8.4. RFM

8.4.1. Recency

8.4.2. Frequency

8.4.3. Monetary value

8.4.4. Limitations

8.4.4.1. Independently links customer response data with R, F and M values and then groups customers, belonging to specific RFM codes (1 to 5)

8.4.4.2. May not produce equal number of customers under each RFM cell since individual metrics R, F, and M are likely to be somewhat correlated

8.4.4.3. For practical purposes, it is desirable to have exactly the same number of individuals in each RFM cell

8.4.5. Breakeven Value

8.4.5.1. Breakeven - net profit from a marketing promotion equals the cost associated with conducting the promotion

8.4.5.2. Breakeven Value (BE) = unit cost price / unit net profit

8.4.5.3. BE computes the minimum response rates required in order to offset the promotional costs involved and thereby not incur any losses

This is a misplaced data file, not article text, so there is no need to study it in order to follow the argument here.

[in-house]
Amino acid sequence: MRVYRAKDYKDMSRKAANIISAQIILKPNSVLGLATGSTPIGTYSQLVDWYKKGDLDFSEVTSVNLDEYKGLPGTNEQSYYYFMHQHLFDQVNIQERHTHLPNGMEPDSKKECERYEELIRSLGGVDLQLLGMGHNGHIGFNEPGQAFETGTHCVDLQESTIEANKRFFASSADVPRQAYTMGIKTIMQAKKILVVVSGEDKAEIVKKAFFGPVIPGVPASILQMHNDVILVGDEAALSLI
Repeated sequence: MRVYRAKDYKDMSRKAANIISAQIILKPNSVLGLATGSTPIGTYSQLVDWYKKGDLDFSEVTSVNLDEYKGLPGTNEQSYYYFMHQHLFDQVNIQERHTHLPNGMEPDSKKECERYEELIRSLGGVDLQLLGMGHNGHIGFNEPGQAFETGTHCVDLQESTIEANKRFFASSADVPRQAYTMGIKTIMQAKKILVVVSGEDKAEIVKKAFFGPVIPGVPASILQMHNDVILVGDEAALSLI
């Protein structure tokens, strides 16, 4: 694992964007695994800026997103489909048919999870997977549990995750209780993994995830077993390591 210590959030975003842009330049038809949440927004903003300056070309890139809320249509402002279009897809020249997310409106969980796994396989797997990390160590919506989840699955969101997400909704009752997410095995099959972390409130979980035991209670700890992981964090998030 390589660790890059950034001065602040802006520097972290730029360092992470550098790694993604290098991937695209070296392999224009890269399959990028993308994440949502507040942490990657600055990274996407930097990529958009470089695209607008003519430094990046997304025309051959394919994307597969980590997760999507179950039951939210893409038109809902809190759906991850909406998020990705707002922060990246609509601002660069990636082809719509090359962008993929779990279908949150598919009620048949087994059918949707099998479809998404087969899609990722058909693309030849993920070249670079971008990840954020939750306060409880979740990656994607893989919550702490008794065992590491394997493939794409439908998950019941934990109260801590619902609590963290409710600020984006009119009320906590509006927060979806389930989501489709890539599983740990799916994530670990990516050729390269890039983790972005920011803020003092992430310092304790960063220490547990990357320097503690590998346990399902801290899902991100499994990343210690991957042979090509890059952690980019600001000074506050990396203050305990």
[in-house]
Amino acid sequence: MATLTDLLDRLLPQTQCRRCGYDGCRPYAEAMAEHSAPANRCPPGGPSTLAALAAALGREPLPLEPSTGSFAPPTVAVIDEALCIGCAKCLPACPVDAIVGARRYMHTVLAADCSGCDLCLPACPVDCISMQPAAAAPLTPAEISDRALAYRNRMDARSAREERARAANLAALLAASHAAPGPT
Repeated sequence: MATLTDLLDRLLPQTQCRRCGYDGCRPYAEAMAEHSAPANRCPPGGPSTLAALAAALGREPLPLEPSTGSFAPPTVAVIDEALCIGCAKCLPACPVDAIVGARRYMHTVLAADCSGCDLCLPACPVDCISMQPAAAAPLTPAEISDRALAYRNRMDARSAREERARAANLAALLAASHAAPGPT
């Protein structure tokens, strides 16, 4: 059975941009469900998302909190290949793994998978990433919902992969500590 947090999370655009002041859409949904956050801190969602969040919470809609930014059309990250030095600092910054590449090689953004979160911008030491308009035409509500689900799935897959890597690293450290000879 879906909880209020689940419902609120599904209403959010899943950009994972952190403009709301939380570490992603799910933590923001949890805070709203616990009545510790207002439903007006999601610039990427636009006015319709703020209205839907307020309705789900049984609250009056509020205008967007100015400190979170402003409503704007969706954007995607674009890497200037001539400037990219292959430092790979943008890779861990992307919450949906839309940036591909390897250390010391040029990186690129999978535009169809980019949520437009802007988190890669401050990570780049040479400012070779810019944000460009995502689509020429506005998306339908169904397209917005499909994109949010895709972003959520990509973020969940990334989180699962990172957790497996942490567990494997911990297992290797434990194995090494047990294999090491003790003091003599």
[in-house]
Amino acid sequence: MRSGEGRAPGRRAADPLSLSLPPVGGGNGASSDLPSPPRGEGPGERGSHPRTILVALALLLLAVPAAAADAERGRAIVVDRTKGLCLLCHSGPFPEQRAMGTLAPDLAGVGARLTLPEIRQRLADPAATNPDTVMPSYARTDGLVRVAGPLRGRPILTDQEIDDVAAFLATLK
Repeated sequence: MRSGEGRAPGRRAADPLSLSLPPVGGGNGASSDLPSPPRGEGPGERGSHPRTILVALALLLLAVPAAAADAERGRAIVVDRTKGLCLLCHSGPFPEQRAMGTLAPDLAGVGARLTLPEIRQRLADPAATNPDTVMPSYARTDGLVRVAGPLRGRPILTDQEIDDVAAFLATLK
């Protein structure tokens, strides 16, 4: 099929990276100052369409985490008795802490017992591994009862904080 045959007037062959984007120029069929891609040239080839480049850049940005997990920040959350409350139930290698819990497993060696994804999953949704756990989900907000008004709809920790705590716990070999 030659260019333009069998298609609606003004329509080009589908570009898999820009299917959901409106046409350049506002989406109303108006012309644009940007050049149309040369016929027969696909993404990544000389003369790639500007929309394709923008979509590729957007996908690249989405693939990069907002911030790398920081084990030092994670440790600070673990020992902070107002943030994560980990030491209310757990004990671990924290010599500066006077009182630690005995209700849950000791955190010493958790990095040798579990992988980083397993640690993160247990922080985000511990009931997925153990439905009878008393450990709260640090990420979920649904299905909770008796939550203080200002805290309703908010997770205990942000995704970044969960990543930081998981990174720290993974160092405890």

8.4.6. RFM and BEI

8.4.6.1. Customers with higher RFM values tend to have higher BEI values

8.4.6.2. Customers with a lower recency value but relatively higher F and M values tend to have positive BEI values

8.4.6.3. Customer response rate drops more rapidly for the recency metric

8.4.6.4. Customer response rate for the frequency metric drops more rapidly than that for the monetary value metric

8.4.7. RFM Computation – Regression

8.4.7.1. Regression techniques to compute the relative weights of the R, F, and M metrics

8.4.7.2. Relative weights are used to compute the cumulative points of each customer

8.4.7.3. The higher the computed score, the more profitable the customer is likely to be in the future

8.4.7.4. The pre-computed weights for R, F and M, based on a test sample are used to assign RFM scores to each customer

8.4.7.5. This method is flexible and can be tailored to each business situation

9. Types of e-CRM

9.1. Operational

9.2. Analytical

9.3. Collaborative

9.4. strategic